From the moment each of our babies was conceived until now, we have been willing to do whatever it takes to ensure their survival.  It will remain that way for the rest of our lives.  It was difficult for us to urge them to leave the nest, but they have been flying on their own just fine.  And we are proud of their success!


Enjoy your search for a natural place and come back for a visit!

Categories: Birds, Florida, Photography | Tags: , , , , , , , | 25 Comments

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25 thoughts on “Oh, Baby !

  1. I loved this post Wally…

  2. Wonderful!! (Awwww….) Do you have “Sandhill Crossing” signs in your area, since they’re a threatened species? We do down here… 🙂

    And you have cottontails up there! We only have marsh rabbits down here — at least, those are the ones I mainly see! WONDERFUL pics.

    • Thank you! I haven’t seen any crane crossing signs around here, but our local area is blessed with a pretty robust Sandhill population. Hope we can keep it that way!

  3. You know I was awwwwwwing over the bunnies! I saw a mama and a baby one today. The little one slipped right through the chain-link fence, but mama had a bit of a harder time. Wonderful photos. The Limpkin is a big baby!

    • We really appreciate your visit! The Limpkin “babies” are almost at the stage where they will be fending for themselves. Probably another 3-4 weeks at most. It’s hard to avoid taking pictures of bunnies!

  4. What wonderful photos. They’re all fantastic but the one of the sandhill cranes “stepping out” tickled me.

  5. Here we go – Aawww factor ten out of ten. Hey you got the pecker but I got more holes. I really liked the cranes heading out to the shops along your drive. And whole bunnies too when I only got pictures of the pieces the Buzzards left.

    I so agree with you that we animals are all so alike, especially since we all had the same origins all those years ago. But Wally why do our kids take twenty or thirty years to fledge when birds can do it in a few days or weeks?

    • Phil, thank you very much for the nice remarks! Our kids take so long to fledge because we are not as steadfast as our avian parent counterparts!

  6. Hi Wally, your dedication to your family is so touching- they are lucky to have you!

    Once again you aim to teach the importance of nature and conservation with your marvelous photos and knowledge. Thank you for all that you do Wally. Please tell you wife I appreciate her efforts also ~:)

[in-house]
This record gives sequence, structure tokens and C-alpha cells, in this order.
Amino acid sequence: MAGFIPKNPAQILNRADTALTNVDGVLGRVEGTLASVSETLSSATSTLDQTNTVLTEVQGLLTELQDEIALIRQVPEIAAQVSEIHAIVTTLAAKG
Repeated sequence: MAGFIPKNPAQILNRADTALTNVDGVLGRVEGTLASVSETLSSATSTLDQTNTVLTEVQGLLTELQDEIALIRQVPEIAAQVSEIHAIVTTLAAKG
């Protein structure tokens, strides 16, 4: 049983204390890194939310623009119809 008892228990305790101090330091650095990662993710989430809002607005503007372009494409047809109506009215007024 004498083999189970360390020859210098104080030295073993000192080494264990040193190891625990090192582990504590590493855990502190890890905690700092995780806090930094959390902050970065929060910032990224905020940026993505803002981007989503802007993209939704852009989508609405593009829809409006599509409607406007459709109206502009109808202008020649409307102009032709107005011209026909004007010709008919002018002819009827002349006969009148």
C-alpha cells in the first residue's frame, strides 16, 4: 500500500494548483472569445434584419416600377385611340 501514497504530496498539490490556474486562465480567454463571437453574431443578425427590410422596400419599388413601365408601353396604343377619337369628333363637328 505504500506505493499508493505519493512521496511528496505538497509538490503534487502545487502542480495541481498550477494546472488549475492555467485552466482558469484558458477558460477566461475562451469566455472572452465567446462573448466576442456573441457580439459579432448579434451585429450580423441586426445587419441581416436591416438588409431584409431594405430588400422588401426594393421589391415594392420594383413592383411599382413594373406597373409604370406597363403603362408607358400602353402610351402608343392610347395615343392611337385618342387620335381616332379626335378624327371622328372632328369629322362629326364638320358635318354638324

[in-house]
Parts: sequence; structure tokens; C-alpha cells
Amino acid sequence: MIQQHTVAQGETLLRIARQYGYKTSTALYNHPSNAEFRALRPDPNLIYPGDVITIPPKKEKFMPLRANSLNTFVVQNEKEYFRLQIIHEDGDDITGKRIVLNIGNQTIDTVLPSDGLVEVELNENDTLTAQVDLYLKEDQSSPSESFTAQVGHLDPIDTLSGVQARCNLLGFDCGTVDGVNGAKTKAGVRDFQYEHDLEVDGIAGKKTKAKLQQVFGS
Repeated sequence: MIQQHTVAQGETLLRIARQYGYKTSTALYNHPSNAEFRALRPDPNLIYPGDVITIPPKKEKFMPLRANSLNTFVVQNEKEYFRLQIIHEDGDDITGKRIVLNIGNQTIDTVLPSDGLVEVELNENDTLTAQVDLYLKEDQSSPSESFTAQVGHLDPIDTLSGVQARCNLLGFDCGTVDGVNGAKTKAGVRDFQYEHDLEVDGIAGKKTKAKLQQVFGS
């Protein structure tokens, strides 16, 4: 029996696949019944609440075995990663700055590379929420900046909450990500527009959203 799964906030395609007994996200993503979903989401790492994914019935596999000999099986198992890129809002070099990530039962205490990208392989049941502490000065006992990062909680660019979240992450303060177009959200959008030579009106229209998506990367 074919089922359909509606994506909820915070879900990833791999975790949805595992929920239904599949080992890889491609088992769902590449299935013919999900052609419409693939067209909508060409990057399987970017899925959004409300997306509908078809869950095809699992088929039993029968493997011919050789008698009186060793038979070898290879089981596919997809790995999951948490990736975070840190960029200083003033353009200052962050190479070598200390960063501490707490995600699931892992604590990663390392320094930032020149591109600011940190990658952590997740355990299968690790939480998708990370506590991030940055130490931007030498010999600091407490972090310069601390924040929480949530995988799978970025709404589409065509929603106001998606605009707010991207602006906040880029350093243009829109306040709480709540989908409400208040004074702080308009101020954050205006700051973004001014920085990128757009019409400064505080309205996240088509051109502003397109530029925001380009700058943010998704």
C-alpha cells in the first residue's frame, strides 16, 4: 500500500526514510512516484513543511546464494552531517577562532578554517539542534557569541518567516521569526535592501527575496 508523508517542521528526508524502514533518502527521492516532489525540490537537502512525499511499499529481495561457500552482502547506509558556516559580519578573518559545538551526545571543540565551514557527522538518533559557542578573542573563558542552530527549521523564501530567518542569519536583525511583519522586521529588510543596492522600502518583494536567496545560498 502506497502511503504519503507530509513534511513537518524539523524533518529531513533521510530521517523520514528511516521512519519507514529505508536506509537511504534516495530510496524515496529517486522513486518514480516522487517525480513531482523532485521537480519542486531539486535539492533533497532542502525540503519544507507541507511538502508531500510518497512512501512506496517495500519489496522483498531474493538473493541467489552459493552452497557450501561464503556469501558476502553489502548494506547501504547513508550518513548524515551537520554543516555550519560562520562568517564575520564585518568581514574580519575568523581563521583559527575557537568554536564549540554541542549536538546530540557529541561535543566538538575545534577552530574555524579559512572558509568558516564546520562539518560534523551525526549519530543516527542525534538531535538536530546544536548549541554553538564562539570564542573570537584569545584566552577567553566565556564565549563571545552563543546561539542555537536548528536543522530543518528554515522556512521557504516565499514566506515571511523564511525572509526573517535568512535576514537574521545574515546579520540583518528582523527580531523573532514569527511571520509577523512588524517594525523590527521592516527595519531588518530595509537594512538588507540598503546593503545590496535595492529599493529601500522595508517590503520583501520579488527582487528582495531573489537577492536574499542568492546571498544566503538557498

7. Once again you’ve captured some stellar images.

    Nothing brings more comfort than seeing my children successful and happy. For me, it’s 2 out of 3. :/

  8. Fabulous baby pics!

  9. I love this post! And bookmarked it for (hopefully ) helping me with bird ID in case I am lucky enough to see that juvie heron…I never knew that before.

    But what I loved the most was the raising offspring theme! I had so many of those thoughts as we watched the eagle nest near us earlier in the season …but even in my own mind I wasn’t able to articulate my thoughts as beautifully as you did here!

    Just so much fun to read. Thank you.

    • Sallie, thank you very much for those wonderful comments! I really enjoyed watching “your” eaglets this year on the nest cam. I couldn’t believe how fast they grew up! Just like human babies!

  10. What a great group of photos and stories. We have a pair of sandhill cranes not fat from us. They nest every year…but fail. Maybe this year, I would love to see one of those babies!

    • Hi, Dave! Thank you for visiting and for your nice comments. I’ll keep my fingers crossed for your cranes this year!

  11. So many cute babies. You are keeping your eyes open! I agree with Theresa the teen following his parent is my fav.

    • It’s a challenge to find nests and babies! A different perspective than just trying to identify a bird. But fun!

  12. a fine bunch again! i loved the big crane and teen crane strutting down the driveway! so cool!